How Far Do You Agree That Curley’s Wife Is a Victim and Deserves Our Sympathy?

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The novel 'Of Mice and Men' was written by John Steinbeck in 1936. It is set in the society of the 1920's. The author sets up our perception of the character 'Curley's wife' in a way that allows us to develop our understanding of her, and enables us to later decide how far we agree that she is an innocent and vulnerable victim, or a manipulator who deserves her fate. We are first introduced to the character 'Curley's wife' in chapter two by Candy. We immediately see her being blamed for causing her husband’s arrogance “Curley is cockier'n ever since he got married”. An image of her as someone who should be blamed is therefore set up this early in the novel. Soon after this we get an impression of her appearance. Candy describes her as…show more content…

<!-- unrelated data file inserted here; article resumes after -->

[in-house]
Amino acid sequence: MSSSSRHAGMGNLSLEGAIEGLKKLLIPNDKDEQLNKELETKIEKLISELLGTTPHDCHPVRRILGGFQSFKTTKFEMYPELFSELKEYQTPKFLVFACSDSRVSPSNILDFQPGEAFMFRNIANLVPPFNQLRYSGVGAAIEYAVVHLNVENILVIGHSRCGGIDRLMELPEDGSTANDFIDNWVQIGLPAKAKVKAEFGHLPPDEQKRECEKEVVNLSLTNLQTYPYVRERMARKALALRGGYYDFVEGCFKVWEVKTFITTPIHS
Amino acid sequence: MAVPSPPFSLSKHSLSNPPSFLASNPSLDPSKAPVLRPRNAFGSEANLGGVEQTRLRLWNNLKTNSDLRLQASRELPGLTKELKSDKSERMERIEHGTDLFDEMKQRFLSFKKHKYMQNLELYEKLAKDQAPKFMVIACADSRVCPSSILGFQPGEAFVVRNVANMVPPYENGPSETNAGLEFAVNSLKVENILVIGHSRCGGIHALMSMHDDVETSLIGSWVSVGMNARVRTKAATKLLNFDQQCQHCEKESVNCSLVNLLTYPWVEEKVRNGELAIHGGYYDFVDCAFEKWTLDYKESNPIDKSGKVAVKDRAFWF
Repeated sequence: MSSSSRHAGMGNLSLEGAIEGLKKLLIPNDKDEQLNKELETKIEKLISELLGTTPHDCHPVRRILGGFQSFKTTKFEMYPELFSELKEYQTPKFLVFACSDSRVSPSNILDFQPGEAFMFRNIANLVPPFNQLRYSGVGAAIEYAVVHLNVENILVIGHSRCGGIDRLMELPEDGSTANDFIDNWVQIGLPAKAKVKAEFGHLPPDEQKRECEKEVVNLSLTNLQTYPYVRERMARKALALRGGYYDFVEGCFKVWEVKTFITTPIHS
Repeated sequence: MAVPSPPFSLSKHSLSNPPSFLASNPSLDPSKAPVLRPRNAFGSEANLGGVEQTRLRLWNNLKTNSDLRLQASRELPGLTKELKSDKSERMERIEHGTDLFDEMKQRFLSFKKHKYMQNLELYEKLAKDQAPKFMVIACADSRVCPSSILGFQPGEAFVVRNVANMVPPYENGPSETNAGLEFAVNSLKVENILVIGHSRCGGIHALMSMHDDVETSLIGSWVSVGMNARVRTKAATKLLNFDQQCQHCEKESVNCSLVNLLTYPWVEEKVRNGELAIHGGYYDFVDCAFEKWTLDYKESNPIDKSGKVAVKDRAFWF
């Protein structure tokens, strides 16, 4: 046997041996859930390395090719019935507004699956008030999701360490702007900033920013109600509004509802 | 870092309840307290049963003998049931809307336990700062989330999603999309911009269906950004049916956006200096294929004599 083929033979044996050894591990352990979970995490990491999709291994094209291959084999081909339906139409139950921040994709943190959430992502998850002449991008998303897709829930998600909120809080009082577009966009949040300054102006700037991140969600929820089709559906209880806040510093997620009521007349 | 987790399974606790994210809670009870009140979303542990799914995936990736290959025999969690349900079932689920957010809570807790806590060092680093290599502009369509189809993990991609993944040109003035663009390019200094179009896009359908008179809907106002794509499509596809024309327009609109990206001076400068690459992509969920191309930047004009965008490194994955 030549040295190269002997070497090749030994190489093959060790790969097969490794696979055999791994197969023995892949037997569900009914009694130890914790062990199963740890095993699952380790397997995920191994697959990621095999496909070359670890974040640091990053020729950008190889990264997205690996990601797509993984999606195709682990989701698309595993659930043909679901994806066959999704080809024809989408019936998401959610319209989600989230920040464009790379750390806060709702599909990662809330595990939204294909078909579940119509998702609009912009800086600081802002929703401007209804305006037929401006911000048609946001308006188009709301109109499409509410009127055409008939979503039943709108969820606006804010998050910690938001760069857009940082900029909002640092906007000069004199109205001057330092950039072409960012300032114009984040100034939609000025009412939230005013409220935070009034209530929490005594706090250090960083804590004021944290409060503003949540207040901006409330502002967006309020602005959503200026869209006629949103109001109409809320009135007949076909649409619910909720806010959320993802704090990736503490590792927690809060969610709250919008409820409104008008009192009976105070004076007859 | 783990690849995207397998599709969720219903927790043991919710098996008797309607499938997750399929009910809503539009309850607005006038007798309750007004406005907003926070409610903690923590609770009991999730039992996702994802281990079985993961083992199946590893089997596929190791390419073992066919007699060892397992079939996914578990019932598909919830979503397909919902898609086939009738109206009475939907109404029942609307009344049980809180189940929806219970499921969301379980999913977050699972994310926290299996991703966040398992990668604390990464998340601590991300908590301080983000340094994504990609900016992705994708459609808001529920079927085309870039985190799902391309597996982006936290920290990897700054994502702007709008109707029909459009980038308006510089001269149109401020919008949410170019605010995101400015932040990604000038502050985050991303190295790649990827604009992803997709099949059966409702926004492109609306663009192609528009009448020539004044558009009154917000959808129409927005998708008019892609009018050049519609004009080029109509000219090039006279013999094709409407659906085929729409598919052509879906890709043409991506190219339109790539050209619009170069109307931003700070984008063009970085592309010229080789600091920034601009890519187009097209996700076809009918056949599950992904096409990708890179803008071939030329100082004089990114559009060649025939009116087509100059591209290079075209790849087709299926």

This reveals that their understanding is so limited that they find the exploitation and risk involved in prostitution funny. They like the way Suzy is so relaxed about sex if a guy don’t want a flop, why he can just set in the chairs”. She talks about it like any other commodity and accepts that it is a woman’s purpose. Suzy undermines the rival brothel 'Clara's House', by suggesting that even though it may be more fashionable, the girls have STI's - “if any you guys want look at a kewpie doll lamp and take your own chance getting burned, why you know where to go”. This shows that women like Suzy are forced to be competitive and to make themselves a business as they have no other way. George accepts this and prefers “a good whore house” to having a relationship. The price is his only focus and concern as he says “I ain't puttin out no two and a half”. This is an outrageous approach to women and sex which should not be accepted by the modern reader. But as previously stated, we trust George, and don't feel much sympathy for Curley's wife, being a woman in this society, until we understand the victimisation of women in a society where they are forced into a male stereotype. A stage in the novel where my sympathy towards Curley's wife fluctuates a great deal, is when she enters Crooks’ room on Saturday night. First we get another sexual description of her to further emphasise that she is a tart. She makes an excuse for entering “any you boys

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